Buying a home is a lifetime investment. According to the United States Census Bureau, 64.8% of U.S citizens are homeowners. Your home is filled with precious memories from your first dinner to your first child. However, for different reasons, it might be necessary to say goodbye to an old home and relocate. Perhaps you have been wondering if you should buy a new home but you are unsure. The following signs should alert you that it’s time part ways with your old home.
You Have Outgrown Your Home
Owning your first home is very exciting. However, most starter homes turn out to be too small. A couple of years later you realize your family has grown. Nothing is more stressful than having 3 kids crammed into one room. The closets begin to overflow, toys scattered everywhere and virtually all storage spaces get maxed out. Ideally, the value of your home will have appreciated significantly in a couple of years. So it’s time to cash in and move to a more spacious home.
The Neighborhood Has Deteriorated
Your neighborhood might have been a paradise when you moved in. Major attractions for homebuyers include security, infrastructure, and social amenities. Several years later, you might feel differently. The local laws and zoning restrictions might have changed. This opens the floodgates to a host of problems.
A neighbor might have converted their home into a holiday rental, attracting rowdy youths. Crime rates could be through the roof. Other developments such as a new freeway or a new shopping mall could make the neighborhood noisy for you. In a few years, the entire neighborhood could be intolerable. There is no price on the safety of your family. You will have no choice but to relocate.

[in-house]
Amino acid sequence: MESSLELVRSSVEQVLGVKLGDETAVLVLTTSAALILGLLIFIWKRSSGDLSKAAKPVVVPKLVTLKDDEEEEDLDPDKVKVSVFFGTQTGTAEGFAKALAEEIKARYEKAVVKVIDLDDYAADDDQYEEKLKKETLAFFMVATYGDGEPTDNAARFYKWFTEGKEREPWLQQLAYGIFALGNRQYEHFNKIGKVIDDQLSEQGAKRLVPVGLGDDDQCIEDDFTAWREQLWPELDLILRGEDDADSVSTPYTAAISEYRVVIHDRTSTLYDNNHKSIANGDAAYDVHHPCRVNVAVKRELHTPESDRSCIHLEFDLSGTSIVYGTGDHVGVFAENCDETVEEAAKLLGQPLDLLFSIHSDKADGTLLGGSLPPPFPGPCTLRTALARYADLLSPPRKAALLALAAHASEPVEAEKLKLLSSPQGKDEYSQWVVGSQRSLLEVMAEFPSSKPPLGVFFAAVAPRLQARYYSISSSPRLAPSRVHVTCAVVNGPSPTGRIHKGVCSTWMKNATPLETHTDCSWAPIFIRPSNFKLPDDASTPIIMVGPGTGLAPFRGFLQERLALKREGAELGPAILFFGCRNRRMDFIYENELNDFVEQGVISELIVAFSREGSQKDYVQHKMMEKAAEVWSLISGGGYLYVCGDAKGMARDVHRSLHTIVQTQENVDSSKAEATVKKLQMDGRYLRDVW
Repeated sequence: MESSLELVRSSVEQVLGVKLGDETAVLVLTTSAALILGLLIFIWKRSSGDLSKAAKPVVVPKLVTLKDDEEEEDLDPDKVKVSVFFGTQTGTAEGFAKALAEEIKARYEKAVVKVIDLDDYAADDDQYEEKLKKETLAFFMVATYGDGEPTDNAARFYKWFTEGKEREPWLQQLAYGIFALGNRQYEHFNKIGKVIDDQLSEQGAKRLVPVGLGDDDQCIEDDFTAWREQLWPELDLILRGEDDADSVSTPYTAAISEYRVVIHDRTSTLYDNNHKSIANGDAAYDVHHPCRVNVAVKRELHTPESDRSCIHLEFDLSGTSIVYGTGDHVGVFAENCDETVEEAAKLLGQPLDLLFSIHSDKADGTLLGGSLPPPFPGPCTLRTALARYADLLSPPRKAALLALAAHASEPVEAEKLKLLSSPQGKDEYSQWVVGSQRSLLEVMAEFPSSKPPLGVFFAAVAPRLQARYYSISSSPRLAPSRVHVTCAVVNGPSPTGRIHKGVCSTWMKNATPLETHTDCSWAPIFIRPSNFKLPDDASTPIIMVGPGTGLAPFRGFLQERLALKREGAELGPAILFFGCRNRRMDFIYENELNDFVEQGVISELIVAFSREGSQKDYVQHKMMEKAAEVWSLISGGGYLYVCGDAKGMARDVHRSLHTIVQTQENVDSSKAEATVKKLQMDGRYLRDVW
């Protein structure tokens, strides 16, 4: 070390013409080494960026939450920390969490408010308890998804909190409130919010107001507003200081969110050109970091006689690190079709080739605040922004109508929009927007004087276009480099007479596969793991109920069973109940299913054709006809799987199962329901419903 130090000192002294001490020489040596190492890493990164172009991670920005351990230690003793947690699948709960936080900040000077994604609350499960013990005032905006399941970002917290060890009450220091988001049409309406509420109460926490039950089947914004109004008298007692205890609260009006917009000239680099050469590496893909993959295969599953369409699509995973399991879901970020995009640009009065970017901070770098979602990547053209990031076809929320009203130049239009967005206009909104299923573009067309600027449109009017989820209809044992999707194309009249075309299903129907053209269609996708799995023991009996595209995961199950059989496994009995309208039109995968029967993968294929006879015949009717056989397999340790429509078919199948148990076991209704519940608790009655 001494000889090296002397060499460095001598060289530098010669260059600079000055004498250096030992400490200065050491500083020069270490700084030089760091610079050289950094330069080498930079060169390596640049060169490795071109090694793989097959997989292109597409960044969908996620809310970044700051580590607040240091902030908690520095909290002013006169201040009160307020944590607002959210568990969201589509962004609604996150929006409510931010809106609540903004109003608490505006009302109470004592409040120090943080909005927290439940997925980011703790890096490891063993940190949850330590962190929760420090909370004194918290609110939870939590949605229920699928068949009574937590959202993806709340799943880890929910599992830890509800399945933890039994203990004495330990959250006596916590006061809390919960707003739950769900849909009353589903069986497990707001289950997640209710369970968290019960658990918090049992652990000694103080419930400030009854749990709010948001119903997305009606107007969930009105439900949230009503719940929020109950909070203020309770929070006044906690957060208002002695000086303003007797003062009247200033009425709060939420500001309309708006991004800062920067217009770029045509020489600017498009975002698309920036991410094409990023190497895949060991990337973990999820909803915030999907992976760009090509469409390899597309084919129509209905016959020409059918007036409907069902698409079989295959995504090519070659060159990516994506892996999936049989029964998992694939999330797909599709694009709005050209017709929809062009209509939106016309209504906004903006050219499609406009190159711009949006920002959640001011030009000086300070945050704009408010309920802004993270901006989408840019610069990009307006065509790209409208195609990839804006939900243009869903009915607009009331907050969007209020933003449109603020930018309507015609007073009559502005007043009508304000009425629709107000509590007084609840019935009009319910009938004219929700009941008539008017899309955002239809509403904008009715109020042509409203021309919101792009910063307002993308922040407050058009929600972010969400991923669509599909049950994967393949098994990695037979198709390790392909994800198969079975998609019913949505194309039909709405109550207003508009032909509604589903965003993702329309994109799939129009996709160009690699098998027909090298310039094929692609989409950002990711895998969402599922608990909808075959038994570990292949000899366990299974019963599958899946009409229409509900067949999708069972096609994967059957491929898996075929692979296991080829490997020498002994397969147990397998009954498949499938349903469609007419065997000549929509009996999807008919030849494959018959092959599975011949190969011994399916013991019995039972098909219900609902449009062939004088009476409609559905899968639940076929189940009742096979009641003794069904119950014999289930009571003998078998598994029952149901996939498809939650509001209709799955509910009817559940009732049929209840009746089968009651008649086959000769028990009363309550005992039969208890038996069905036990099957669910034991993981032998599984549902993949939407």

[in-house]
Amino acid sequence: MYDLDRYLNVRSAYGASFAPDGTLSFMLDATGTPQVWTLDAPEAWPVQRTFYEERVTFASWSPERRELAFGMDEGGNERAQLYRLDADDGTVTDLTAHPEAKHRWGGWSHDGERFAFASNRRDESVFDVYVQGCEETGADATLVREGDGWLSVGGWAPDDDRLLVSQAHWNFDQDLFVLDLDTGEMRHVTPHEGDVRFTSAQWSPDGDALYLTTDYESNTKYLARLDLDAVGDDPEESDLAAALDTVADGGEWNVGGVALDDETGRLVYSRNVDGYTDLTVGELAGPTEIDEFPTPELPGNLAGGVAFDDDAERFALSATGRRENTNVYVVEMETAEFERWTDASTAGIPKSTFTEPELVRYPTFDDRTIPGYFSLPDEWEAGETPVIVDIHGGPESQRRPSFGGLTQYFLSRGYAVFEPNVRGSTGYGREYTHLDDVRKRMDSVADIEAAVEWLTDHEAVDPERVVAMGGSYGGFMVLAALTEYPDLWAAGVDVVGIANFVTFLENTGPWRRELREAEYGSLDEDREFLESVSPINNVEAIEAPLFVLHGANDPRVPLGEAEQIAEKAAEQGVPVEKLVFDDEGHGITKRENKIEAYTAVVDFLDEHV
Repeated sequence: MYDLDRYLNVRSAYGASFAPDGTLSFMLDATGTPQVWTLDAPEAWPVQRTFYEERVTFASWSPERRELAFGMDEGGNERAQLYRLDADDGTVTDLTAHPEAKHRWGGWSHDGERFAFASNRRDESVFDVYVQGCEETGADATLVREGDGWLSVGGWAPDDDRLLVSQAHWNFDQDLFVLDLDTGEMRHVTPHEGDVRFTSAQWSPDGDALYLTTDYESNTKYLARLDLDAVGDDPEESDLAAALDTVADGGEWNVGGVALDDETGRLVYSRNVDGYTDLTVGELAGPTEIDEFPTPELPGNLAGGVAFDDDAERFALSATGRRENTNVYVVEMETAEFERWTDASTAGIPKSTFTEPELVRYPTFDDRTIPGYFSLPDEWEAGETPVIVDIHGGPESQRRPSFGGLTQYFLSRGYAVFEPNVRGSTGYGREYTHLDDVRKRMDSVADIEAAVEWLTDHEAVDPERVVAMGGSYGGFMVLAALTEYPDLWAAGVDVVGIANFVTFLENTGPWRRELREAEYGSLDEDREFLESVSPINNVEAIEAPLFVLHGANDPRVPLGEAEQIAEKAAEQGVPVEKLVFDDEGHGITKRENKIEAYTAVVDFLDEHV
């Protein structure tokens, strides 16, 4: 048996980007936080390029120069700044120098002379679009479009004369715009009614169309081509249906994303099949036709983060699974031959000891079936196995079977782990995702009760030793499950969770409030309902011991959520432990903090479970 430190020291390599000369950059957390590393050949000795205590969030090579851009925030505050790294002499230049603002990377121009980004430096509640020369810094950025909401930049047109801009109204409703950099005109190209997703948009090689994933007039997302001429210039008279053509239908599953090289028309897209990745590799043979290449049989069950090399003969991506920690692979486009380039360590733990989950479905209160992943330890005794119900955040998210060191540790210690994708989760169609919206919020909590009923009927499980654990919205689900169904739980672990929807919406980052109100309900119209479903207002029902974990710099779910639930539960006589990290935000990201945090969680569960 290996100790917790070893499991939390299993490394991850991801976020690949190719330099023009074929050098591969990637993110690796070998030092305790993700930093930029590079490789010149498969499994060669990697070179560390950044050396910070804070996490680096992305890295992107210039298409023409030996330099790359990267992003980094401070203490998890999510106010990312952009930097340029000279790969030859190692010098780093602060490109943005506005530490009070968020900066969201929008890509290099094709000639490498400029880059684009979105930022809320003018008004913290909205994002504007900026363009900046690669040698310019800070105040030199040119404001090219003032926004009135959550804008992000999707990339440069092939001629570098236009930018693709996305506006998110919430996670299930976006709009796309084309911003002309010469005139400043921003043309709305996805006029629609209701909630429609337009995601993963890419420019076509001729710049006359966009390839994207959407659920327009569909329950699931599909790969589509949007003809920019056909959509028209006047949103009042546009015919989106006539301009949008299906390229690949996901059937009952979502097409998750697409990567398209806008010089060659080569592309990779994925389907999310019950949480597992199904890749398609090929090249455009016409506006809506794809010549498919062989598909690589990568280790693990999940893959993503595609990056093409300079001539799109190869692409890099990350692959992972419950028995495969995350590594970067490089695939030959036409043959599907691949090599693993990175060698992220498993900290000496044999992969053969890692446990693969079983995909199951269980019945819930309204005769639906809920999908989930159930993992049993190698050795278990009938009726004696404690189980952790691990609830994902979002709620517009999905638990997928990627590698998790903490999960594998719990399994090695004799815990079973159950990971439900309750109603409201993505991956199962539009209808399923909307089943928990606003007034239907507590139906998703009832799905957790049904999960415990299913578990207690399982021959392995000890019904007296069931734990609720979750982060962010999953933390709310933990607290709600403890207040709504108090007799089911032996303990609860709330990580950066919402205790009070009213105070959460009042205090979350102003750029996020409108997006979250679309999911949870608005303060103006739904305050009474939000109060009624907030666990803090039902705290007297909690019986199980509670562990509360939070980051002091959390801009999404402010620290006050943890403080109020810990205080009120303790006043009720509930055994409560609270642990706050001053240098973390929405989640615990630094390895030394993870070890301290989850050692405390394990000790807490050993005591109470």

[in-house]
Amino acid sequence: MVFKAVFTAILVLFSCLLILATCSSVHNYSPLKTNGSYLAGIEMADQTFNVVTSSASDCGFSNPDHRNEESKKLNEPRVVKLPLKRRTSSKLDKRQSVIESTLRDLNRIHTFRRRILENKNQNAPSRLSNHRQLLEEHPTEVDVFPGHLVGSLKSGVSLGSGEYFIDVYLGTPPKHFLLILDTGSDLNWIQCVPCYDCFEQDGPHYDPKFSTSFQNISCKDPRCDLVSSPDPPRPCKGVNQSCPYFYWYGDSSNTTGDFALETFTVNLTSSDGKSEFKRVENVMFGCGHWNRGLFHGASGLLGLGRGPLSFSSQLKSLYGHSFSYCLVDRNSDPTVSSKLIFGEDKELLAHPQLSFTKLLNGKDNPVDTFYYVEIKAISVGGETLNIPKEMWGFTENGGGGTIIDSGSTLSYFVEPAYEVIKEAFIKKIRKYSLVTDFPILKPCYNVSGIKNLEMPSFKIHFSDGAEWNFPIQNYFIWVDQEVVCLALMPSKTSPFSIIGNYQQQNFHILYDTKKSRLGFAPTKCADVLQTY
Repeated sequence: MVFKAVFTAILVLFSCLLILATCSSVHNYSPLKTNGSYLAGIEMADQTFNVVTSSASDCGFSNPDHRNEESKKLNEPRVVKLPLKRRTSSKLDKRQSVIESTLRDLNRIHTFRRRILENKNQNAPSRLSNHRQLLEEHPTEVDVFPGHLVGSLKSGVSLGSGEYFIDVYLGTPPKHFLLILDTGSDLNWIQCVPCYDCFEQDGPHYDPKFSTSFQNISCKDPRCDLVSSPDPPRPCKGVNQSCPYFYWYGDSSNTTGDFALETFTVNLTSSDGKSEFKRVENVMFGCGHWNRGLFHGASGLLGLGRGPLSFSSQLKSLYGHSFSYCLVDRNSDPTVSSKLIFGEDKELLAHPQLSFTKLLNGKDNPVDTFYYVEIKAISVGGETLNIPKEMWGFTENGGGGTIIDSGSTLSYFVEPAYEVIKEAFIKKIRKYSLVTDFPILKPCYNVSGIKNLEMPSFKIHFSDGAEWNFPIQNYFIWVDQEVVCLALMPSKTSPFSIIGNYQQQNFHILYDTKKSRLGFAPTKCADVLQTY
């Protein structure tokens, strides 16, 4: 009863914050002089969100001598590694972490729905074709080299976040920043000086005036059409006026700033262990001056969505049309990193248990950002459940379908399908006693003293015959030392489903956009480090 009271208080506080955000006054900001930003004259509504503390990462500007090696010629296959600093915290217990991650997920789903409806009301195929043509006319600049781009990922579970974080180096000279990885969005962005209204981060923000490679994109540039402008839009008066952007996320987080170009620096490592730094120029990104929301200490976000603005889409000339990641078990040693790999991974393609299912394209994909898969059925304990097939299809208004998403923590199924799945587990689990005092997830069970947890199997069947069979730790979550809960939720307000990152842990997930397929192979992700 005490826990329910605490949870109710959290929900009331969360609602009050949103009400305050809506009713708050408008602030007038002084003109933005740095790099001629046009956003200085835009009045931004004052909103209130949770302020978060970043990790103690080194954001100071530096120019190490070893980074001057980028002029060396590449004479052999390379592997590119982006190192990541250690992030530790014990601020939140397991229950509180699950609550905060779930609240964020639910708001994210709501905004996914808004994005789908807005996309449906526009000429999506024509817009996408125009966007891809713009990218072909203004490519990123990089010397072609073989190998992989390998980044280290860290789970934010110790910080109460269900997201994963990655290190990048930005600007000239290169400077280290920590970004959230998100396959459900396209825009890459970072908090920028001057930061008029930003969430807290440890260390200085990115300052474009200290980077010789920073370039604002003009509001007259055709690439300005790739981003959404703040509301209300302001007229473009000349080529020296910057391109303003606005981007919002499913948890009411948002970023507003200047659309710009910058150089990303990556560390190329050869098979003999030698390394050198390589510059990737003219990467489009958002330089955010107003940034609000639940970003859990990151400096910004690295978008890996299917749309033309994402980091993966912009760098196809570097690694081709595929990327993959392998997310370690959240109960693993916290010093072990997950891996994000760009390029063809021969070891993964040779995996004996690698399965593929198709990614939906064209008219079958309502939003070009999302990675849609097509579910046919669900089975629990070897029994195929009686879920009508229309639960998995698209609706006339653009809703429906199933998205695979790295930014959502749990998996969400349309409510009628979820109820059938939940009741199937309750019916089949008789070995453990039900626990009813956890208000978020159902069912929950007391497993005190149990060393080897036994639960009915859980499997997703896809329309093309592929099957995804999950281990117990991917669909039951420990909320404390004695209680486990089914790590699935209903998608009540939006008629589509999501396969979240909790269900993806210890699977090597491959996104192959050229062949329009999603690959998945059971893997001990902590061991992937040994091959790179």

A Better School District
As your family grows, your priorities change. You might have been single or childless when you moved in. 8 years later, you are married and have kids. A good school district guarantees a better educational foundation for your children. Living in a great school district also comes with other benefits. For one, a good school district guarantees a better future selling price. Such neighborhoods also tend to be safer. So if your home is a crappy school district, it makes sense to buy a new home elsewhere.
You can No Longer Afford Your Home
The excitement of owning a new home wears off when the bills start rolling in. Some people notice this right away while others hang in a little longer. Your financial situation might also have changed over the years. According to the U.S Census Bureau, your home should not take more than 30% of your income. A good time to move is when the mortgage payments, property taxes, and other utility bills become too much. It might mean you have to sell sooner than you planned, but it’s the right move. Getting your finances in order is more important than hanging on to a house you will lose anyway.
The House is Contaminated